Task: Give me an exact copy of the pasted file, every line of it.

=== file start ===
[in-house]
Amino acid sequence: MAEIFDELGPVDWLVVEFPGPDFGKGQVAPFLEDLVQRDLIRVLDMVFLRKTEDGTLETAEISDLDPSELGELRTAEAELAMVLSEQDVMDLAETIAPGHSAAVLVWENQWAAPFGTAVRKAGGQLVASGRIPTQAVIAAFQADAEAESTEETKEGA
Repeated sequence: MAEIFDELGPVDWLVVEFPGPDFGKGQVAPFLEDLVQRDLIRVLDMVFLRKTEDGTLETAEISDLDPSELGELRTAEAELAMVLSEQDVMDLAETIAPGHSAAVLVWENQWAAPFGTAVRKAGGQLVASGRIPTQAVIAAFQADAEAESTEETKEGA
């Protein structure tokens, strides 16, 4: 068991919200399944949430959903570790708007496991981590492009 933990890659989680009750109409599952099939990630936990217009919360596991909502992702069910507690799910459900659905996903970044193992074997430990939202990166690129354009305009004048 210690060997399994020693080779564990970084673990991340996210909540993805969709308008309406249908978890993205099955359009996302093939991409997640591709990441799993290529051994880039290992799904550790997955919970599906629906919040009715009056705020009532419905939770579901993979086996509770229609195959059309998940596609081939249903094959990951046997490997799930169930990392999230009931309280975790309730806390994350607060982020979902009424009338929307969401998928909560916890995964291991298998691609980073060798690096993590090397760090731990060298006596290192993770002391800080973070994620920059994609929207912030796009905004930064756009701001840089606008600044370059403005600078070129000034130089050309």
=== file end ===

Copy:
[in-house]
Amino acid sequence: MAEIFDELGPVDWLVVEFPGPDFGKGQVAPFLEDLVQRDLIRVLDMVFLRKTEDGTLETAEISDLDPSELGELRTAEAELAMVLSEQDVMDLAETIAPGHSAAVLVWENQWAAPFGTAVRKAGGQLVASGRIPTQAVIAAFQADAEAESTEETKEGA
Repeated sequence: MAEIFDELGPVDWLVVEFPGPDFGKGQVAPFLEDLVQRDLIRVLDMVFLRKTEDGTLETAEISDLDPSELGELRTAEAELAMVLSEQDVMDLAETIAPGHSAAVLVWENQWAAPFGTAVRKAGGQLVASGRIPTQAVIAAFQADAEAESTEETKEGA
């Protein structure tokens, strides 16, 4: 068991919200399944949430959903570790708007496991981590492009 933990890659989680009750109409599952099939990630936990217009919360596991909502992702069910507690799910459900659905996903970044193992074997430990939202990166690129354009305009004048 210690060997399994020693080779564990970084673990991340996210909540993805969709308008309406249908978890993205099955359009996302093939991409997640591709990441799993290529051994880039290992799904550790997955919970599906629906919040009715009056705020009532419905939770579901993979086996509770229609195959059309998940596609081939249903094959990951046997490997799930169930990392999230009931309280975790309730806390994350607060982020979902009424009338929307969401998928909560916890995964291991298998691609980073060798690096993590090397760090731990060298006596290192993770002391800080973070994620920059994609929207912030796009905004930064756009701001840089606008600044370059403005600078070129000034130089050309």